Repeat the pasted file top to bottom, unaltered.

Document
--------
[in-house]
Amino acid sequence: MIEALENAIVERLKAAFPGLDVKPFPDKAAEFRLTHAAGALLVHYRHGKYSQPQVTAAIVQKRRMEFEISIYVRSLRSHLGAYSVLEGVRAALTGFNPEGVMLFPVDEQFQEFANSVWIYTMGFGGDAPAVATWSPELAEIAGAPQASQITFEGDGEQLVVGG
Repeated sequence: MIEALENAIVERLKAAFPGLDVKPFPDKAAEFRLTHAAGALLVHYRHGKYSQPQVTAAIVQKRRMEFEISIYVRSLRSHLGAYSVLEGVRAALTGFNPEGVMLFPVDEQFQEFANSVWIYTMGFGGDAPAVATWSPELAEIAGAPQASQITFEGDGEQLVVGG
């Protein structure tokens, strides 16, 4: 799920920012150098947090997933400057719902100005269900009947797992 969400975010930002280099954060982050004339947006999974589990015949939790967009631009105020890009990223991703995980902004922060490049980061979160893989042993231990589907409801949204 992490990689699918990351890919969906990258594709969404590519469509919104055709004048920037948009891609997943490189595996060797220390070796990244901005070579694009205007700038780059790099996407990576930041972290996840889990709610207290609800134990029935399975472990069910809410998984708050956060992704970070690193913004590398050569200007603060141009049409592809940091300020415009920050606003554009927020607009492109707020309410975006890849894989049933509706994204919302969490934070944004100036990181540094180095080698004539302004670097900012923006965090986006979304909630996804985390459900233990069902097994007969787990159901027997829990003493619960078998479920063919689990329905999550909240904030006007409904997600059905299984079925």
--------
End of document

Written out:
[in-house]
Amino acid sequence: MIEALENAIVERLKAAFPGLDVKPFPDKAAEFRLTHAAGALLVHYRHGKYSQPQVTAAIVQKRRMEFEISIYVRSLRSHLGAYSVLEGVRAALTGFNPEGVMLFPVDEQFQEFANSVWIYTMGFGGDAPAVATWSPELAEIAGAPQASQITFEGDGEQLVVGG
Repeated sequence: MIEALENAIVERLKAAFPGLDVKPFPDKAAEFRLTHAAGALLVHYRHGKYSQPQVTAAIVQKRRMEFEISIYVRSLRSHLGAYSVLEGVRAALTGFNPEGVMLFPVDEQFQEFANSVWIYTMGFGGDAPAVATWSPELAEIAGAPQASQITFEGDGEQLVVGG
């Protein structure tokens, strides 16, 4: 799920920012150098947090997933400057719902100005269900009947797992 969400975010930002280099954060982050004339947006999974589990015949939790967009631009105020890009990223991703995980902004922060490049980061979160893989042993231990589907409801949204 992490990689699918990351890919969906990258594709969404590519469509919104055709004048920037948009891609997943490189595996060797220390070796990244901005070579694009205007700038780059790099996407990576930041972290996840889990709610207290609800134990029935399975472990069910809410998984708050956060992704970070690193913004590398050569200007603060141009049409592809940091300020415009920050606003554009927020607009492109707020309410975006890849894989049933509706994204919302969490934070944004100036990181540094180095080698004539302004670097900012923006965090986006979304909630996804985390459900233990069902097994007969787990159901027997829990003493619960078998479920063919689990329905999550909240904030006007409904997600059905299984079925």